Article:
Wednesday, September 8, 2010

The Evolutionary Void, Married with Zombies, and The Dervish House Reviews

The Dervish House
Ian McDonald
PYR, Jul 27 2010, $26.00
ISBN: 9781616142049

In 2027 in Istanbul, Turkey Necdet rides the jammed tram to work, but though he is not a creep he cannot stop staring at the young woman with the red highlights and silver curls. Thus he sees first hand when she touches a jewel at her throat and detonates her head. The exploding skull panics everybody.

The nanotechnological Swarmbots gizmos investigate what seems like a loner suicide bomber. Necdet knows he must elude the Swarmbots because they have ways of knowing everything; he must not reveal that he is moving into the Dervish House for fear he will destroy his brother’s plan to use the home as a sanctuary for an underground Islamic group. The timing for the move is bad especially as the country celebrates its fifth decade as a member of the EU, which means terrorists will blow themselves and others up for some obscure inane cause in God’s name and law enforcement will sweep anyone regardless of criminality.

This is a complicated gloomy science fiction novel that extrapolates current trends in politics, economics, religion, science, technology and social terrorism into a strong enthralling thriller. The cast is solid starting with Necdet and the Swarmbots while the story line is fast-paced and extremely dark. Readers will appreciate Ian McDonald’s ominous near future as 1984 comes to full throttle in his vision of 2027. Harriet Klausner

Married with Zombies
Jesse Petersen
Orbit, Sep 1 2010, $7.99
ISBN: 9780316102865

Seattle based David and Sarah hope to salvage their faltering marriage as they love one another. When they go to their appointment with their marriage counselor, they find Dr. Erica Kelly dining on another couple. Shocked, they flee in spite of charges for a missed visit.

They manage to reach their home safely, but remain stunned with what they witnessed. After discussing what next, David and Sarah decide to visit his sister in nearby Longview to insure she is okay. Everywhere they go they are chased by a zombie horde. Having seen the Romero and Ron Zombie films and other sub-genre movies of the walking dead, they know how to fight the enemy. As they remain struggling first with seemingly irreconcilable differences, they team up as married slayers battling the dead while having each other’s back but also thinking of placing the knife elsewhere.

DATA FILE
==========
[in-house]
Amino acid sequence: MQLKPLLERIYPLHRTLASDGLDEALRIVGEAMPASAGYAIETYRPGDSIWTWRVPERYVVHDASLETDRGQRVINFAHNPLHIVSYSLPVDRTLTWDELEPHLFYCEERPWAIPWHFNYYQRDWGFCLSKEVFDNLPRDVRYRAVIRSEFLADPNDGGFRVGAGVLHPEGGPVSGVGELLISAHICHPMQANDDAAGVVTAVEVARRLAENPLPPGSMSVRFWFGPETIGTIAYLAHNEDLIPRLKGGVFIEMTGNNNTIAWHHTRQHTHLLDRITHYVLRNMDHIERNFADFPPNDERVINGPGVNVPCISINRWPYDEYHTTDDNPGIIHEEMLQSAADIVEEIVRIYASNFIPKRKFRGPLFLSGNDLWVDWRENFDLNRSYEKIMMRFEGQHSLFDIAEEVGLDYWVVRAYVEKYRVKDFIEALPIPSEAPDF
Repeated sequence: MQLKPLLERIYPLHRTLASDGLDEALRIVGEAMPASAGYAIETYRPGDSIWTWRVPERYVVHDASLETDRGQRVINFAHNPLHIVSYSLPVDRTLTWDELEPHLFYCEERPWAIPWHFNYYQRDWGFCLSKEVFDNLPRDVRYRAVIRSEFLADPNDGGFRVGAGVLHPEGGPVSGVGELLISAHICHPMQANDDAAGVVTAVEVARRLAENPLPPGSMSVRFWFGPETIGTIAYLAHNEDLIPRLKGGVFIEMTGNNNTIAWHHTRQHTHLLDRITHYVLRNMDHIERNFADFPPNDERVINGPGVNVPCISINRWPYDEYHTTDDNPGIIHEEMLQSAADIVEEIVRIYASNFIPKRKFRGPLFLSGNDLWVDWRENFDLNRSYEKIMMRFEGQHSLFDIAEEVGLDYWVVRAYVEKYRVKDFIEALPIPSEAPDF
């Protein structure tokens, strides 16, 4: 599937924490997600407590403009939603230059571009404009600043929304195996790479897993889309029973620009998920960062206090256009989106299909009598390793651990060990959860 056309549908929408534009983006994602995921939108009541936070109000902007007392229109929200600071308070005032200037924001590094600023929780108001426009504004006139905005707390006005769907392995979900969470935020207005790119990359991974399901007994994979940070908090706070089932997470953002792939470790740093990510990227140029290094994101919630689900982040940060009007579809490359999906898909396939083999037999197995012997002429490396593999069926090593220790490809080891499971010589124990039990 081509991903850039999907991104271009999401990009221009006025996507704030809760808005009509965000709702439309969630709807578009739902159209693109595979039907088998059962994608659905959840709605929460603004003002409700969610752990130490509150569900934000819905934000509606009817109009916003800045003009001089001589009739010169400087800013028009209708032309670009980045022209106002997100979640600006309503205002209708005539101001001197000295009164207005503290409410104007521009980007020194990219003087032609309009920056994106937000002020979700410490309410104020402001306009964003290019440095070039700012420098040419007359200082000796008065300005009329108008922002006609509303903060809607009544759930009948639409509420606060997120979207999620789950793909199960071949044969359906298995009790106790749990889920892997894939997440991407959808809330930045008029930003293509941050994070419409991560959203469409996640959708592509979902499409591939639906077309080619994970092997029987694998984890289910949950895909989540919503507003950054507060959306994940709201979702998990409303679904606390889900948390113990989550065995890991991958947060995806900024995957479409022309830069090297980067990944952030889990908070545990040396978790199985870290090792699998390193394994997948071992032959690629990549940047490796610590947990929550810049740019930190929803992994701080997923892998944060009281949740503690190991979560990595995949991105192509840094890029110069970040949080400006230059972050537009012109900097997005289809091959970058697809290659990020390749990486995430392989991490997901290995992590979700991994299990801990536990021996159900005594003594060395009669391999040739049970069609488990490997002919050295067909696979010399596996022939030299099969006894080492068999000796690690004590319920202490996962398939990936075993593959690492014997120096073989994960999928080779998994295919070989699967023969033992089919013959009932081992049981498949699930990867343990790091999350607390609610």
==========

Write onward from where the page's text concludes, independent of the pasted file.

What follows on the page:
Based on the principle the “couple who slays together stays together”; Married with Zombies is a fun lighthearted horror thriller that never takes itself even remotely seriously. Fast-paced, but eventually repetitive with a ton of zombie tangos and dysfunctional marital discord, this remains an amusing lampooning of zombie fever.

Harriet Klausner

The Evolutionary Void
Peter F. Hamilton
Del Rey, Aug 24 2010, $28.00
ISBN: 9780345496577

Having become known as the Second Dreamer, Araminta fears everyone hunts her for their own purpose. She believes some want her dead and others want to use her; both for the same reason; her ability to provide a path into the timeless Void where many believe Eden exists while other think pandemic destruction will occur.

Ilanthe of the Accelerator Faction and the Living Dream cult want to control the gateway, which is Araminta so they can enter the Void. Others like Government Agent Myo search for Araminta fearing what she might unleash as the Void demands incredible energy from outside to feed it. Meanwhile Edeard the Waterwalker has fooled with time judiciously (in his mind that is) for his people, but his dreams that connect to the First Dreamer Inigo turn darker as he grieves loss caused by his maneuvers. Inigo via Edeard and Araminta via herself must make choices that will determine much of what is to come inside and outside the Void.

This is an extremely complex and somewhat convoluted science fiction thriller as the intensity and tautness mount towards a showdown that could alter the universe. With an underlying concept that even when the monumental universe is at stake, the fully developed key cast members bring personal agendas and plenty of baggage whether they are heroic or malevolent. Although, one must read the previous two books in the Void trilogy (see The Dreaming Void and The Temporal Void) to dive into the Void finale entry, fans of the saga will relish the entertaining ending.
Harriet Klausner

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